Task delegation is a relatively new concept in the business and management world. It’s a unique strategy used to further engage and empower employees with their work. However, many still don’t fully understand how this management style works and how it can benefit their businesses in the long run. With that, here’s a deeper look at delegative leadership and task delegation.
Delegative Leadership and Task Delegation
Delegative leadership is a unique management style that focuses on delegating tasks to team members. Also referred to as the Laissez-faire leadership style, this type of leadership puts the leader at the backseat of team projects and initiatives through task delegation.
The goal is to empower employees and promote growth, resiliency, and individuality. It also aims to create a positive and healthy work environment by providing flexibility and ownership of one’s work.
However, effective task delegation is only feasible through certain criteria. First, the team members should be competent. Ideally, they should be in a position to be considered experts in their respective fields. This could be achieved either through extensive knowledge or experience.
Task delegation is more than just giving out assignments and projects to team members. One of the primary elements of delegative leadership is providing employees with autonomy. This refers to the employee’s utmost control over their tasks, including decision-making.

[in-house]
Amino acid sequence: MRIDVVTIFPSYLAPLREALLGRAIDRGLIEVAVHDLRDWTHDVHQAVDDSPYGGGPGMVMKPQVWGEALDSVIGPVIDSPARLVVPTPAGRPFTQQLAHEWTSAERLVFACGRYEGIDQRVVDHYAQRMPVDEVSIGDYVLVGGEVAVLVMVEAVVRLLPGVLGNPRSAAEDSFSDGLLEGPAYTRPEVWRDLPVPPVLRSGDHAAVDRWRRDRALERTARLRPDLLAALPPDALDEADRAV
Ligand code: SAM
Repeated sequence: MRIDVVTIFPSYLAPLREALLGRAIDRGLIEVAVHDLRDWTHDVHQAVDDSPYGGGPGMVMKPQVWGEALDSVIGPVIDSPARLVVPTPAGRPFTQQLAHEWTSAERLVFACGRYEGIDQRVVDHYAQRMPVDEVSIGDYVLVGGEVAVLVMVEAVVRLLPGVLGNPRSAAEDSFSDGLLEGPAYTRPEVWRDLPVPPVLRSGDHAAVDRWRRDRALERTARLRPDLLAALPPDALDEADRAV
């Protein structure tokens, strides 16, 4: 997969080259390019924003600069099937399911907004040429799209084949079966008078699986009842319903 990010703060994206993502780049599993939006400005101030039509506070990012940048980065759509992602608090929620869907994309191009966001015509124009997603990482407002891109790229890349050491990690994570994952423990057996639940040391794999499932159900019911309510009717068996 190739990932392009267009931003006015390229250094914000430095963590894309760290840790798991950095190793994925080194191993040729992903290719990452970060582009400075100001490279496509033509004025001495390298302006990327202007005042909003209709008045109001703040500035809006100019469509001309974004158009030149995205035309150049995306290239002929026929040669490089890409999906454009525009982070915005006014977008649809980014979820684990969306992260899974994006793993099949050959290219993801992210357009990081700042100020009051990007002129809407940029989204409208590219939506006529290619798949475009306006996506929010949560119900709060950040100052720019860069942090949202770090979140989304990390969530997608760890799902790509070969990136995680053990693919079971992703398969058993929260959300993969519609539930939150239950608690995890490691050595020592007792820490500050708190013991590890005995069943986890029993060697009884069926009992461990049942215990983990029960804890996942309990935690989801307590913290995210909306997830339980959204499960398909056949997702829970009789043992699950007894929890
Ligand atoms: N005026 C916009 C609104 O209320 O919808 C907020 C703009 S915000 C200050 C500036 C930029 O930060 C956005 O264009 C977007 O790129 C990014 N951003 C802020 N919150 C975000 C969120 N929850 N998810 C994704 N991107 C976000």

Here’s a quick run down of the primary elements of a delegative leadership:
- Leaders are hands-off with the team’s projects and initiatives.
- Leaders provide support through training, advice, and guidance but only when asked.
- Decision-making lies solely on the team member.
- Leaders shoulder the accountability for the team’s mistakes and failures.
- Delegative Leaders and Their Strategies
Delegative Leaders and Their Strategies
A delegative leadership is quite different from the traditional way of business management. This style of leadership removes one critical aspect of team management – supervision.
This is one of the reasons why some may be confused about how to adopt a delegative style of leadership in the workplace. Some of the frequently asked questions about this leadership style are:
- How do you manage a team without regularly checking progress?
- How do you ensure that work is done properly?
- How do you know which tasks to delegate?
- Is task delegation good for business?
With that, here are some real-life examples of delegative leaders and their proven strategies.
Andrew Mellon is an example of someone who successfully implemented a delegative style of leadership. He is a US businessman and industrialist with a conglomerate of companies.
But instead of leading each company by himself, Mellon left business operations to managers. By delegating business operations to expert managers, Andrew Mellon was able to grow his fortune even more.
Warren Buffet’s business strategy sets an example of how entrepreneurs can practice a delegative style of leadership when handling different companies. Buffet is a world-recognized leader and one of the world’s most successful investors.
He owns Berkshire Hathaway, a conglomerate holdings company operating globally. His business ventures allowed him to own significant portions of multinational companies. This includes the likes of Apple, Coca-Cola, Dairy Queen, and more.